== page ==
When it comes to His mind, heart and will, what is true of us is also true of the Lord Jesus Christ. He cannot be contradiction. In the same moment, He cannot love us and not love us. What He wills for us, He cannot in the same moment not will.
In fact, there is an important way in which Jesus Christ is even more limited in his personhood than we are. How so? Well, we observe that while our understanding, our emotions and our wills cannot contradict themselves in the moment, they certainly can do so over time.
Some truths I hold today are the antithesis of truths I held years ago. I feel entirely differently now about certain people, issues and circumstances than I did back then or yesterday or even an hour ago. Today, I will things that I would never have willed in the past.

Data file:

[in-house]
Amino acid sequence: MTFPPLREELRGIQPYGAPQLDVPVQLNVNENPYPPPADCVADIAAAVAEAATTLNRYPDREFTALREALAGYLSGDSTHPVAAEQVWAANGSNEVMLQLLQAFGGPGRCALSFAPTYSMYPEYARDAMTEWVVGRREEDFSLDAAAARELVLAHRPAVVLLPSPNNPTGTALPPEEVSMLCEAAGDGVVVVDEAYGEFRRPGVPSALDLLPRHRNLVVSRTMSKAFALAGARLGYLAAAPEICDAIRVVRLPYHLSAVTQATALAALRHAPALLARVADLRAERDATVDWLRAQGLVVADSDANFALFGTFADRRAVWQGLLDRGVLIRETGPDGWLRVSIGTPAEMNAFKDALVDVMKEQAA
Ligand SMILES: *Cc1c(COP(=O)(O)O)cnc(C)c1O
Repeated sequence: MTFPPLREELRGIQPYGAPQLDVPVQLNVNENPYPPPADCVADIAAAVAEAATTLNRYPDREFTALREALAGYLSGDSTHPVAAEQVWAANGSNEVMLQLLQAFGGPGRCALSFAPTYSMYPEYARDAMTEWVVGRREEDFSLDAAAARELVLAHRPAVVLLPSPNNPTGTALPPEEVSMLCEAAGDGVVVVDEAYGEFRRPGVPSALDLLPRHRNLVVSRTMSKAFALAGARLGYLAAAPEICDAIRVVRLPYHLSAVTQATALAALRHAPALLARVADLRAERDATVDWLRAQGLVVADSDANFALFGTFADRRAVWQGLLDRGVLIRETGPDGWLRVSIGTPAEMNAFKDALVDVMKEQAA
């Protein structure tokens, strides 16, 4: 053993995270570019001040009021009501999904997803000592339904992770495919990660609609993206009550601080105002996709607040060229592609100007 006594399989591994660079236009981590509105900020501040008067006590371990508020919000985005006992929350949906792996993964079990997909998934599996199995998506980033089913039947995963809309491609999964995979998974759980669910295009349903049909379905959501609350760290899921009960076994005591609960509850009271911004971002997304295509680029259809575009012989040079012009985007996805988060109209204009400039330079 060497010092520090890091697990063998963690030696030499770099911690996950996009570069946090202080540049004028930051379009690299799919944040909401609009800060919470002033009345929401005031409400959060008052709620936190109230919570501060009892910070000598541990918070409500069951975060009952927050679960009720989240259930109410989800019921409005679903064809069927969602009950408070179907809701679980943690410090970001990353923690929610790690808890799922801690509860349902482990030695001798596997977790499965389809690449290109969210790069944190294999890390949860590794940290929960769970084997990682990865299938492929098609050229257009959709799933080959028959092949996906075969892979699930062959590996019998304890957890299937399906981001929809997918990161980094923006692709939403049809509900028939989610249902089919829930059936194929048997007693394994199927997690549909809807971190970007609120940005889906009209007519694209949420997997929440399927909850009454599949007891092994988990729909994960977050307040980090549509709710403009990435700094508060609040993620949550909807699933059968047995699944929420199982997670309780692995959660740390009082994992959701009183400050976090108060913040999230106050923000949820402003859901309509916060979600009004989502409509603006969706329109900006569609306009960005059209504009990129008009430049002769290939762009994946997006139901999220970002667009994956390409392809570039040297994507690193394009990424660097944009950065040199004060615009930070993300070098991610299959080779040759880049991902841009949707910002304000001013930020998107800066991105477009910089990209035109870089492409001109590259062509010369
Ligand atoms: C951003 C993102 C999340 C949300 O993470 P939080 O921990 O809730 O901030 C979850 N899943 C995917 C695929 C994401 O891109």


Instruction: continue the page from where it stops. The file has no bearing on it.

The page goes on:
What is more, it is possible for me to possess, in the very same moment, a different set of beliefs, feelings and desires for different people in my world. At the same time, I can be angry toward some, and compassionate toward others. I can will good for one and bad for someone else. My standards of judgment may differ radically for different individuals.
But odd as it may sound to our Platonically influenced ears—and I will have more to say about that later—Jesus Christ is much more restricted in His personhood than I am, for even in His humanness, He possesses the unchangeableness of divinity.
Unlike changeable me, Jesus Christ is incapable, Saint James tells us, of “variation or shadow of turning.” (James 1:17).
The writer of Hebrews—whom, by the way, the Eastern Orthodox generally hold to be Saint Paul—concurs. “Jesus Christ is the same yesterday, today and forever.” (Hebrews 13:11).